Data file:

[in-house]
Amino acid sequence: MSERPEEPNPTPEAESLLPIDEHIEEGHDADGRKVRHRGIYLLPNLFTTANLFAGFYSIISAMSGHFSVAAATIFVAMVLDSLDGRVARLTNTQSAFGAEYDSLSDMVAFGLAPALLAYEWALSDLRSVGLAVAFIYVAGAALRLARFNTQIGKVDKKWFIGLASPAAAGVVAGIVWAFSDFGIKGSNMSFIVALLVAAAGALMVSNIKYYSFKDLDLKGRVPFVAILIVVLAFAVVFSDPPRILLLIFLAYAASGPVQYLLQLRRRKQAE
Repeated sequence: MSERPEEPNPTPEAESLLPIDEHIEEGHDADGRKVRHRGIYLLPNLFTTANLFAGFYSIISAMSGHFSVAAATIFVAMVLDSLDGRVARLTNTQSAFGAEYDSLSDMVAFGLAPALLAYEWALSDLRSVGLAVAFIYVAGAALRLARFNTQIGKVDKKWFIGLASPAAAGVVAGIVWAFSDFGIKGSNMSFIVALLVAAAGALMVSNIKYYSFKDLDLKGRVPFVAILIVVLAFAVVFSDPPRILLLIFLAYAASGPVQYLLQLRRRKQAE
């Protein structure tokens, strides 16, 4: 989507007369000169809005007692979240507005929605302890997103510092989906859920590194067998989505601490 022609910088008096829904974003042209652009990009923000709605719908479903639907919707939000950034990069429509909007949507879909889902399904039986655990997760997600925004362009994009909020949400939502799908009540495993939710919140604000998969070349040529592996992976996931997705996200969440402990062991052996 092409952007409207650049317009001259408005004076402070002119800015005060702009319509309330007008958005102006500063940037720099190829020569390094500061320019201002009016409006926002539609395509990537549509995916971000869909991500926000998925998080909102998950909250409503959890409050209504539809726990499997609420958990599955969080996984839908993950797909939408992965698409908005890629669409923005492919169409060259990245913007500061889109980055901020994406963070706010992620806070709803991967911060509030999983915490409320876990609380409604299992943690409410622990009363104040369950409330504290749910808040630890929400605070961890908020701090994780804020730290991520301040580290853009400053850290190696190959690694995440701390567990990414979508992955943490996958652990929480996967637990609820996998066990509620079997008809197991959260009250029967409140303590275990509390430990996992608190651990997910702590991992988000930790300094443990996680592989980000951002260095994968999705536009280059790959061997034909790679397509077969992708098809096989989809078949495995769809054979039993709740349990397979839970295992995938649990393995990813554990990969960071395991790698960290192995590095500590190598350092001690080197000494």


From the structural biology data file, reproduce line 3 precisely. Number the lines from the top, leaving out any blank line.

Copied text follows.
Repeated sequence: MSERPEEPNPTPEAESLLPIDEHIEEGHDADGRKVRHRGIYLLPNLFTTANLFAGFYSIISAMSGHFSVAAATIFVAMVLDSLDGRVARLTNTQSAFGAEYDSLSDMVAFGLAPALLAYEWALSDLRSVGLAVAFIYVAGAALRLARFNTQIGKVDKKWFIGLASPAAAGVVAGIVWAFSDFGIKGSNMSFIVALLVAAAGALMVSNIKYYSFKDLDLKGRVPFVAILIVVLAFAVVFSDPPRILLLIFLAYAASGPVQYLLQLRRRKQAE